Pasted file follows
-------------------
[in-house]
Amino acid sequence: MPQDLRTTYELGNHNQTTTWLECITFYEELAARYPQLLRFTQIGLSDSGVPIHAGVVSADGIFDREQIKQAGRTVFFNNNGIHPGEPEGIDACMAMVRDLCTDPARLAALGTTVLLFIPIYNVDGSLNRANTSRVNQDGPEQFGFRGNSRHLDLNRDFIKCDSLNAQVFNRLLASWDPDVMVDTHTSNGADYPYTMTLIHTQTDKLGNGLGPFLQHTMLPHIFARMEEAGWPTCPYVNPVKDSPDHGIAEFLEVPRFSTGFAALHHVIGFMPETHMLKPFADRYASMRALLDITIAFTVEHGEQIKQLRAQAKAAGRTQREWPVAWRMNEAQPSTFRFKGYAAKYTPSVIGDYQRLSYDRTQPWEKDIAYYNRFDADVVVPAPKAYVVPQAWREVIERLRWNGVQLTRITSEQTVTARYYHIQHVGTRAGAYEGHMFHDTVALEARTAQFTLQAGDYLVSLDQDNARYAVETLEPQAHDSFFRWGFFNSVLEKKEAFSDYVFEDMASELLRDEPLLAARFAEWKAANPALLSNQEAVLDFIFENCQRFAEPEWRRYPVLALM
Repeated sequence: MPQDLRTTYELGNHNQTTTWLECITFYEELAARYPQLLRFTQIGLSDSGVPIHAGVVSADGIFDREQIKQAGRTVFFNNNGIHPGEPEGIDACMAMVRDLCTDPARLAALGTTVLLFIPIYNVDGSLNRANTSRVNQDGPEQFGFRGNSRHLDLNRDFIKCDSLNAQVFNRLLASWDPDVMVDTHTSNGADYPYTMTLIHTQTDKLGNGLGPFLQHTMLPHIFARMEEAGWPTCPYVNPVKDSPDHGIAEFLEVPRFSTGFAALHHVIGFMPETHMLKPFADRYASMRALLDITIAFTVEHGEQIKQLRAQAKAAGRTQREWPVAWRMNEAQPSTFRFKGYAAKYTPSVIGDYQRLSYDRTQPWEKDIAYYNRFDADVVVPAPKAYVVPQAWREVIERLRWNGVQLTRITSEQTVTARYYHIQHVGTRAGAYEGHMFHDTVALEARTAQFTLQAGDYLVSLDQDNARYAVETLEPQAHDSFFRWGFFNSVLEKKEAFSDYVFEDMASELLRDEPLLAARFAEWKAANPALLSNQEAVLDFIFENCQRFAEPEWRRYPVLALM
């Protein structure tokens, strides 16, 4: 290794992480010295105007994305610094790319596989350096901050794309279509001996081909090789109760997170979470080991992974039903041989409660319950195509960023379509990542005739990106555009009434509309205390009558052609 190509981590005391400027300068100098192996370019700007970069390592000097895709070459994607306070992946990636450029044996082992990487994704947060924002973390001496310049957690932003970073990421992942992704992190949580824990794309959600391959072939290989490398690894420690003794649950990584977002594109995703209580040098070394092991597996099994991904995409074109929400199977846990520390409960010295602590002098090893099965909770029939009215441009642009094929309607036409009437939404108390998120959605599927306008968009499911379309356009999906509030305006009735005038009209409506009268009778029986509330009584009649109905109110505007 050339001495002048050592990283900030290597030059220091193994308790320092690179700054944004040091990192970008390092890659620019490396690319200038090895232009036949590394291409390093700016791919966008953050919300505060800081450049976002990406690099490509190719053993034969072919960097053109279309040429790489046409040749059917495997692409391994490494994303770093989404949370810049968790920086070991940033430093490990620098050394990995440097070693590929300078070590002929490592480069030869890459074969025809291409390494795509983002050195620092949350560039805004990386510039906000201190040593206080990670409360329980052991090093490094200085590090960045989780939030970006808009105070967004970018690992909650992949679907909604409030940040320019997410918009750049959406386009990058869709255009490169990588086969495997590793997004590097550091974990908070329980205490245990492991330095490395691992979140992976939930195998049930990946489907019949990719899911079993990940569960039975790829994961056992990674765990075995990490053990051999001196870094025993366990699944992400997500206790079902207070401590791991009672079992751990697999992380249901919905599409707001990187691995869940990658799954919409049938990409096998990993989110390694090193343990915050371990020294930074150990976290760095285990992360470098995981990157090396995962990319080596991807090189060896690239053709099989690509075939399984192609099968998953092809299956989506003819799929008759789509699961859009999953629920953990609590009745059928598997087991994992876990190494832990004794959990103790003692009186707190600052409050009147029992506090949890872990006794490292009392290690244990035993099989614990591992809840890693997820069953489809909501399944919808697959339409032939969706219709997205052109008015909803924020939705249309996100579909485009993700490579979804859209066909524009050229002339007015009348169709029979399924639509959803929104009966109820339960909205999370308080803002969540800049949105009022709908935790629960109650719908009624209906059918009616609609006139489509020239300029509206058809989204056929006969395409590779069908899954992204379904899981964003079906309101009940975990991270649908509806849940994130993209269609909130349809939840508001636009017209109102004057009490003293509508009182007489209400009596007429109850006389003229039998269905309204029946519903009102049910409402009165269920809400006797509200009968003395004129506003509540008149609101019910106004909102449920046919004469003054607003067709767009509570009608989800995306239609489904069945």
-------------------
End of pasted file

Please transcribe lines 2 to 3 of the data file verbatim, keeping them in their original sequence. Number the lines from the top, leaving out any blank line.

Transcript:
Amino acid sequence: MPQDLRTTYELGNHNQTTTWLECITFYEELAARYPQLLRFTQIGLSDSGVPIHAGVVSADGIFDREQIKQAGRTVFFNNNGIHPGEPEGIDACMAMVRDLCTDPARLAALGTTVLLFIPIYNVDGSLNRANTSRVNQDGPEQFGFRGNSRHLDLNRDFIKCDSLNAQVFNRLLASWDPDVMVDTHTSNGADYPYTMTLIHTQTDKLGNGLGPFLQHTMLPHIFARMEEAGWPTCPYVNPVKDSPDHGIAEFLEVPRFSTGFAALHHVIGFMPETHMLKPFADRYASMRALLDITIAFTVEHGEQIKQLRAQAKAAGRTQREWPVAWRMNEAQPSTFRFKGYAAKYTPSVIGDYQRLSYDRTQPWEKDIAYYNRFDADVVVPAPKAYVVPQAWREVIERLRWNGVQLTRITSEQTVTARYYHIQHVGTRAGAYEGHMFHDTVALEARTAQFTLQAGDYLVSLDQDNARYAVETLEPQAHDSFFRWGFFNSVLEKKEAFSDYVFEDMASELLRDEPLLAARFAEWKAANPALLSNQEAVLDFIFENCQRFAEPEWRRYPVLALM
Repeated sequence: MPQDLRTTYELGNHNQTTTWLECITFYEELAARYPQLLRFTQIGLSDSGVPIHAGVVSADGIFDREQIKQAGRTVFFNNNGIHPGEPEGIDACMAMVRDLCTDPARLAALGTTVLLFIPIYNVDGSLNRANTSRVNQDGPEQFGFRGNSRHLDLNRDFIKCDSLNAQVFNRLLASWDPDVMVDTHTSNGADYPYTMTLIHTQTDKLGNGLGPFLQHTMLPHIFARMEEAGWPTCPYVNPVKDSPDHGIAEFLEVPRFSTGFAALHHVIGFMPETHMLKPFADRYASMRALLDITIAFTVEHGEQIKQLRAQAKAAGRTQREWPVAWRMNEAQPSTFRFKGYAAKYTPSVIGDYQRLSYDRTQPWEKDIAYYNRFDADVVVPAPKAYVVPQAWREVIERLRWNGVQLTRITSEQTVTARYYHIQHVGTRAGAYEGHMFHDTVALEARTAQFTLQAGDYLVSLDQDNARYAVETLEPQAHDSFFRWGFFNSVLEKKEAFSDYVFEDMASELLRDEPLLAARFAEWKAANPALLSNQEAVLDFIFENCQRFAEPEWRRYPVLALM